My interest in the book Fantasies and Realities (Fantasmes et réalités, 2008) led me to consider other writings by Jean-Jacques Deluz, namely Urban Chronicle (Chronique urbaine, 2001) or The Whole and the Fragment (Le tout et le fragment, 2010), in which the author shares his thoughts on architecture and urbanism, being at times fascinated with a certain number of architectural works and at other times, outraged at the inconsistencies of the new districts that are built in a hasty manner and classified in the aesthetics of emergency that Algeria has witnessed since its independence.
As soon as I read Deluz's writings, I instantly thought of transforming them into a visual arts work, while reflecting upon a final result that would include an installation or a sculpture- since the subject is architecture and buildings, which are synonymous with volume and space. But as I conducted my research, I discovered the wealth of his thinking which offered the possibility of expression through a wide variety of media, ranging from video to documentary film, and even audio works.
Image: Plan of the AADL 2000 housings project in Sidi Abdellah by Jean-Jacques Deluz. Copyright : Vie de Ville Review, No. 07, May 2007.
Image: District of Sidi Bennour, 400 housings by Jean-Jacques Deluz: mosaic panel at the entrance of buildings, (principle of identification). Copyright : Vie de Ville Review, No. 07, May 2007.
If I take a closer look at what is happening in Algeria, I'll find great confusion. Architects, influenced by dogmas taught in schools, are resolutely turned towards current trends and produce when they can, formal architectures full of bookish references. Powerful men, mostly…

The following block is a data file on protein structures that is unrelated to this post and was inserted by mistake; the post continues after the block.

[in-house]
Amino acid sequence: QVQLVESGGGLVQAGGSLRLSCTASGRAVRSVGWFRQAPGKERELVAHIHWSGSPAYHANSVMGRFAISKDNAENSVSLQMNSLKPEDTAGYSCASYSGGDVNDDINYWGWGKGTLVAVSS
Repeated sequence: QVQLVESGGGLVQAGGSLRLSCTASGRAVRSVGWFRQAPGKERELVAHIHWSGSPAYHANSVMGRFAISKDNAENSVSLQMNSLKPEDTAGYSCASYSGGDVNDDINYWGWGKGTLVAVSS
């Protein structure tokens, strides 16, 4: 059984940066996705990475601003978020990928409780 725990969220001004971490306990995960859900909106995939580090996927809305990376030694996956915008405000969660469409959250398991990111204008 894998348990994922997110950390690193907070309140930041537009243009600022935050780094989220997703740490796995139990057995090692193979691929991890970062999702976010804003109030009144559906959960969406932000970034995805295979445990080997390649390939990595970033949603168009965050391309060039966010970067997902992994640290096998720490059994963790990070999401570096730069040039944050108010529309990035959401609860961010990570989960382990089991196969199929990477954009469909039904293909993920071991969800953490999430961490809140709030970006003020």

…Motivated by appearances, want prestige; the resident, the ordinary citizen, rich or poor, plans fantasies; and businesses, indifferent to the aesthetic quality or simply ignorant, produces anonymous goods.
The conclusion is therefore negative. If there is no architecture in Algeria, (I leave the exceptions aside) it is because the vision we have of it at all levels, architects, developers, citizens, remains attached to the illusion that aesthetic quality is in transmitting patterns; we all saw the dead end where that belief led.
Opposite to this, there is the STANDARD; and the standard is a tool for the lazy one. To the extent that it defines a model which, instead of being a threshold not to cross, is accepted as an absolute value, it becomes an arbitrary obligation; e.g. the standard for the surface of a three-room house, set at 70 square meters of living space, could be at least this surface, while having a few extra square meters, which would satisfy certain applicants. This would simply be resolved by setting the prices to the surface in the right perspective and by making smart allocations.
If I take the AADI's operations which I know well since I worked on 2,000 units for this organization in the new city of Sidi Abdellah, the specifications were strictly standardized in the bad sense of the word: we only had to build three-rooms housings with 70 square meters of living space, and four-rooms housings of 85 square meters, (to the centimeter), to the exclusion of any other model. So while I had the opportunity to use the infrastructure to build floor-level duplexes with a small courtyard, that could not be done because it was not compatible with the standard. So it was better to let these areas loose (which would have been pleasantly habitable) by leaving informal spaces behind us.
I am convinced that this issue of standard, which is a kind of programmatic standardization, prevents housing from evolving towards a certain quality standard, yet desired by the highest authorities of the country. The standard, confused with the rule, leads, when designed this way, to the uniformity of housing and buildings, to the systematic redundancy of buildings and to the system of "large groups" imported in the 70s in Algeria and which we have trouble getting rid of.
The problem today is twofold. The first aspect is the building of residential towers for the masses; those towers have been spreading in recent years in the outskirts of Algiers. The standard has been set: 15 floors.